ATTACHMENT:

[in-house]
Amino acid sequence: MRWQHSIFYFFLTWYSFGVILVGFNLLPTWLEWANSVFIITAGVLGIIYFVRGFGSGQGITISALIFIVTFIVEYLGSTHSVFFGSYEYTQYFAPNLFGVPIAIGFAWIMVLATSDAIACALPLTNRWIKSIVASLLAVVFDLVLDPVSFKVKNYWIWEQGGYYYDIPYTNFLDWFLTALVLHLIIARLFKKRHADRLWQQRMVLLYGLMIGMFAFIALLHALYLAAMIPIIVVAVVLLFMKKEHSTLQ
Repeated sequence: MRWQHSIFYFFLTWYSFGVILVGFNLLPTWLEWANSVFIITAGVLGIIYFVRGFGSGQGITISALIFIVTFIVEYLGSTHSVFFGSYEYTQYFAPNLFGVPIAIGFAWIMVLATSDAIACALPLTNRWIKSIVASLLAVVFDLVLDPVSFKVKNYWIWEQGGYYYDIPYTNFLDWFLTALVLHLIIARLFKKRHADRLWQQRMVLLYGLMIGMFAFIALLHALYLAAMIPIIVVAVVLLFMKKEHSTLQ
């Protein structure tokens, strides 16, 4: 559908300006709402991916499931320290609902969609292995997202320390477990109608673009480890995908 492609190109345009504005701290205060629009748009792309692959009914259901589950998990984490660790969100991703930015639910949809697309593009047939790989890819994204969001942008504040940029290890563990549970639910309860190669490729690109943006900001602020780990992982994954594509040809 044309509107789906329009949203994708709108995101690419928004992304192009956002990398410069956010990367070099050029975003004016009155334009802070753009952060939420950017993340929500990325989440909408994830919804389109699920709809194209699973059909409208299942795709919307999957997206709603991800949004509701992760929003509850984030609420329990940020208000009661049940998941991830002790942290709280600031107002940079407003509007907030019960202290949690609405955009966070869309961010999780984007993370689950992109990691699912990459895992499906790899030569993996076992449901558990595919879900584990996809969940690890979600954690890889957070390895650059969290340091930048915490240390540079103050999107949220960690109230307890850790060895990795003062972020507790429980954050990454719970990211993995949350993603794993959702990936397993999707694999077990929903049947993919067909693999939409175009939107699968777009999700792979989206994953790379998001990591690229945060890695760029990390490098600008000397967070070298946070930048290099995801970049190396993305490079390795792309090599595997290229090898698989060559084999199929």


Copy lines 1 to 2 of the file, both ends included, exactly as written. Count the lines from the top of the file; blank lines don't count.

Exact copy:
[in-house]
Amino acid sequence: MRWQHSIFYFFLTWYSFGVILVGFNLLPTWLEWANSVFIITAGVLGIIYFVRGFGSGQGITISALIFIVTFIVEYLGSTHSVFFGSYEYTQYFAPNLFGVPIAIGFAWIMVLATSDAIACALPLTNRWIKSIVASLLAVVFDLVLDPVSFKVKNYWIWEQGGYYYDIPYTNFLDWFLTALVLHLIIARLFKKRHADRLWQQRMVLLYGLMIGMFAFIALLHALYLAAMIPIIVVAVVLLFMKKEHSTLQ